The Moya View

Rain Dance


The rain creates its own ballet

starting with a lone figure on a bridge

holding an umbrella in the fog

splashing teardrops with his feet,

doing jetes over the larger puddles,

until the wind inverts his shade,

plies turning to pirouettes,

approaches cascading to the portal

and the head of the street,

dancing to a cityscape beyond.


At the last turn they meet cute,

their outward canopies entangling

rib to rib, shadow to shadow,

a plastic bag covering hair and

half her face, soggy groceries

nursed to her chest, an oversized

purse dangling her wrist, pulling

her down, falling, wishing for

something, someone, anything

to stop the descent, the crash.


He catches her in perfect repose,

umbrellas twirling the pavement,

as he slowly lifts her to him just a

breath and heartbeat away,

their hands touching, a thousand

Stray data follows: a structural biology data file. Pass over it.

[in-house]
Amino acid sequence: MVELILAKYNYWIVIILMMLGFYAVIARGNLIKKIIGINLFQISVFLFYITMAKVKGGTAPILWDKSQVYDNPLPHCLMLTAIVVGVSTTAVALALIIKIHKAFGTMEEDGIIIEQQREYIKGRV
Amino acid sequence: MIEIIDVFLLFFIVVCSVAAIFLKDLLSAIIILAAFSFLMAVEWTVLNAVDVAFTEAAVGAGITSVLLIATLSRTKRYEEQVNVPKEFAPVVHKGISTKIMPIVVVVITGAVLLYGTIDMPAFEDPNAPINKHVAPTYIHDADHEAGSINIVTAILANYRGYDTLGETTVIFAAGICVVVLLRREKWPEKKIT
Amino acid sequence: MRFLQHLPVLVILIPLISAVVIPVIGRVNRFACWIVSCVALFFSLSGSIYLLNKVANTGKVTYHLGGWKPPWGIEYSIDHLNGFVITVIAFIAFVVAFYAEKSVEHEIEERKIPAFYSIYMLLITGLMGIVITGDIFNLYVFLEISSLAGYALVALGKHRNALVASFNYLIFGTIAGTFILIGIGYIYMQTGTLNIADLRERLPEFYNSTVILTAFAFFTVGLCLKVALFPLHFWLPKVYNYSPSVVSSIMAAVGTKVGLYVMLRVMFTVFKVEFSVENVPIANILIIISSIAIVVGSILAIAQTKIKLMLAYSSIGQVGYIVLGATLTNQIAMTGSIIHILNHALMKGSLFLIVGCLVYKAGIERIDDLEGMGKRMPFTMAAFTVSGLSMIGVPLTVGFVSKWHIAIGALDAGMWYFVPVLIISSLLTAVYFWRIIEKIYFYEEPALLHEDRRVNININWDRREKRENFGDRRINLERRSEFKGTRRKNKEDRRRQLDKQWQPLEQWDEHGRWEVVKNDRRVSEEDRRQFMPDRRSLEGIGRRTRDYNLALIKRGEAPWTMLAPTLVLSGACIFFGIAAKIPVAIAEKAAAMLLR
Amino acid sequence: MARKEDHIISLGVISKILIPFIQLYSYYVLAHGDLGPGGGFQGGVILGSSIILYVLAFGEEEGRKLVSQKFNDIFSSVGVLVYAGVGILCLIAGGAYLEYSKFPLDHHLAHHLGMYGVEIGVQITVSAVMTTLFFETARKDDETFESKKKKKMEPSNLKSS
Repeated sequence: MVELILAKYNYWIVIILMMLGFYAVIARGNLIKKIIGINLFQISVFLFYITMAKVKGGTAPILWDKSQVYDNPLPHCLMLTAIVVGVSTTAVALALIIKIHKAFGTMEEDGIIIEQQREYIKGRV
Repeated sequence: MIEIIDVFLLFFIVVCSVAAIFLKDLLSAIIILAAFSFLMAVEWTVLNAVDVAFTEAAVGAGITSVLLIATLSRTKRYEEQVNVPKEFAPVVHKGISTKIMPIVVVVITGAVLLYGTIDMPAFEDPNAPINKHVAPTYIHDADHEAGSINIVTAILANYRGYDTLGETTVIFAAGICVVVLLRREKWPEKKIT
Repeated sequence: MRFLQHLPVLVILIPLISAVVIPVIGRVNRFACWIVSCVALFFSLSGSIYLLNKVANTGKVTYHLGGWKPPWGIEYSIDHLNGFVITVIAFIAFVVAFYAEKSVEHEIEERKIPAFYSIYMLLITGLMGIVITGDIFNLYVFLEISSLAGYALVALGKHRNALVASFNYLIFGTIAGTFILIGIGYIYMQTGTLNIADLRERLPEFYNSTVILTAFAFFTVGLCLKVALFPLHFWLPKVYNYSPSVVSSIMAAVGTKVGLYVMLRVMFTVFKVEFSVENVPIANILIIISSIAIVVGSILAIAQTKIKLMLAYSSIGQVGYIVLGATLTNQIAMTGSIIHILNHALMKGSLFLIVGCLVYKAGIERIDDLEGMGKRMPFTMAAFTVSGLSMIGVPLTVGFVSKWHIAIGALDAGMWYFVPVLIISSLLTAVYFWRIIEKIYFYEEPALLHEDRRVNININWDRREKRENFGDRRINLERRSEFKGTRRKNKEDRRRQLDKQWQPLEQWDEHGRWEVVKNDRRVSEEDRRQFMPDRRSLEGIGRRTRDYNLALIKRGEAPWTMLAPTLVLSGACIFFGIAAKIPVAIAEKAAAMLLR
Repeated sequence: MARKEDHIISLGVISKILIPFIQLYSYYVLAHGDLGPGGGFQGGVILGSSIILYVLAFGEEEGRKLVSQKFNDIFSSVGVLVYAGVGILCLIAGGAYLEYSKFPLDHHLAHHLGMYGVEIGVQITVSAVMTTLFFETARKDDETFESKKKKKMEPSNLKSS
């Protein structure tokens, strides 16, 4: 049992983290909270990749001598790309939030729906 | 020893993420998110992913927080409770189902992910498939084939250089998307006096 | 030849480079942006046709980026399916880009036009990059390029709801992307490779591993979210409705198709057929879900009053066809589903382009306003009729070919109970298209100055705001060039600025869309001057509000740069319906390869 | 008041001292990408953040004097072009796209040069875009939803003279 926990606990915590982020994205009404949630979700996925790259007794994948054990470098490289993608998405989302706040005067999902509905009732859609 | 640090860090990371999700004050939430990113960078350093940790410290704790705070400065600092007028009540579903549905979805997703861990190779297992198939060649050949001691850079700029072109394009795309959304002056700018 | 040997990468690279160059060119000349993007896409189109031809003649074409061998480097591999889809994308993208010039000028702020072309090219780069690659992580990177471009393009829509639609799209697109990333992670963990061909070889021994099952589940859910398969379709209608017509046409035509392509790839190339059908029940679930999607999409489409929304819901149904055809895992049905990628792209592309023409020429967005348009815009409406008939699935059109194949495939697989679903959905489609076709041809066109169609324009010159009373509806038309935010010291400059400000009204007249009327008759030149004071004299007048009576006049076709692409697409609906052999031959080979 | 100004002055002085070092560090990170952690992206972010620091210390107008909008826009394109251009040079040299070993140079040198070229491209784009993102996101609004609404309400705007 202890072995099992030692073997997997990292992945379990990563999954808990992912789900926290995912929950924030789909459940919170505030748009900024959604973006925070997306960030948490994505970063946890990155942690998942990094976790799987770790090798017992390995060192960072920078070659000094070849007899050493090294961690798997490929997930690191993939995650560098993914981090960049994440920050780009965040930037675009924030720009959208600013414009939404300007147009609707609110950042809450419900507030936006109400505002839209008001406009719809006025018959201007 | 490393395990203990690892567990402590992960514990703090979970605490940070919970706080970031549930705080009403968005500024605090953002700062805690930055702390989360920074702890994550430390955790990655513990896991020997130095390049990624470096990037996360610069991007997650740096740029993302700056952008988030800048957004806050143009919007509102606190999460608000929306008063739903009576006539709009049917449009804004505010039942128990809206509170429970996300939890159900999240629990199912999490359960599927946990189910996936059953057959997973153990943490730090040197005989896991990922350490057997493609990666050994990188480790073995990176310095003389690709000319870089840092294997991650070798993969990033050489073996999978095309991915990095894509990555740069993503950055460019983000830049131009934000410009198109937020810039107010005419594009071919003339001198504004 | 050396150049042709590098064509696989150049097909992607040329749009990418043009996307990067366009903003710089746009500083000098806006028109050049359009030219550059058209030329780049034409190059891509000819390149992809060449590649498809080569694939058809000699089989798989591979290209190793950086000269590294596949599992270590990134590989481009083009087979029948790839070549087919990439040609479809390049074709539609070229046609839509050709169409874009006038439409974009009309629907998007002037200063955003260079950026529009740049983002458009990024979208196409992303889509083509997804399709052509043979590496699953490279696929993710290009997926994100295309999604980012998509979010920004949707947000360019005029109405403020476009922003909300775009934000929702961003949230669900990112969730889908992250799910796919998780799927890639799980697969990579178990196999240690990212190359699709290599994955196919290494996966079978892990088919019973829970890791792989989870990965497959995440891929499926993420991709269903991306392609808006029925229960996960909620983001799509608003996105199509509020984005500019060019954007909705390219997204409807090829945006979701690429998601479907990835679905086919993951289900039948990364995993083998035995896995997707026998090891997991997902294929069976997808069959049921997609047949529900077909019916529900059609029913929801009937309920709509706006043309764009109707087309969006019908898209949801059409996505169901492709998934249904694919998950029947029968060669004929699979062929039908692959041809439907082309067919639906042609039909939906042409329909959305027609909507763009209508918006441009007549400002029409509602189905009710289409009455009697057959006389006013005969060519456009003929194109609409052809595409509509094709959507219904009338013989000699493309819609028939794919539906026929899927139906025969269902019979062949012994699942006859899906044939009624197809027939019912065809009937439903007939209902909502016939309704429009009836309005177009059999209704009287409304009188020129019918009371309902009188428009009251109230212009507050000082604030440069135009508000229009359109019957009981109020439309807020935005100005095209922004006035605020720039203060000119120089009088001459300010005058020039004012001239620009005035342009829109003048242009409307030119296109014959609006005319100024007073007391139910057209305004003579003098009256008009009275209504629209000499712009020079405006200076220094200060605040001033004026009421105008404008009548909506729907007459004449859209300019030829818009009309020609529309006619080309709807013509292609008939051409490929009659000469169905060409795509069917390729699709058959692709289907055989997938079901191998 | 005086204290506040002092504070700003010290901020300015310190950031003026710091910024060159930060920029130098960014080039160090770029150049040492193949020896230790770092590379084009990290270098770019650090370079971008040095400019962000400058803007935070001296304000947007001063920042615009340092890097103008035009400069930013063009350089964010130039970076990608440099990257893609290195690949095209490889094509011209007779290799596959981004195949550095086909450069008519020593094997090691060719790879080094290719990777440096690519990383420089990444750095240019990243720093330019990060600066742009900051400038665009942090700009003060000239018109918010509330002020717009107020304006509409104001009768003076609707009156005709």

raindrops pulsing on and in them.


Her parasol dances away from her

over the edge into the swirl below,

his caught before flight is vigorously

shaken to form.  He stuffs fallen

apples and pears into the pockets

of his rain jacket.  She discreetly

stashes a box of tampons into

her coat’s hidden lining. The umbrella

is their only shelter as she holds

it over them while he carries her

in his arms to the nearest cover,

a bodega with a green awning.


At the corner of the drizzling mist

a mother swaddles her boy

in the hems of her rain dress.

Unprotected singles cover

their heads with open hardcovers

or purchases clenched in plastic bags.

Couples step in unison huddled

under their vinyl domes.

It’s all a parade under black and white,

a synchronized rainbow of attitude,

adding  to the grand Romantic ballet

of bending, riding, stretching, gliding,

darting, jumping and turning to and fro.


The finale has the last drop crying

to the pavement, to the street,

washing the asphalt in its clarity,

a lachrymose river flowing down drains,

the mechanical traffic dispersing

the  rest in butterfly waves that

sends the ensemble to the edges,

leaving the coryphees alone, apart,

staring at each other in the evaporation,

waiting forlornly for the first trickle

to return and kiss their skin with joy.


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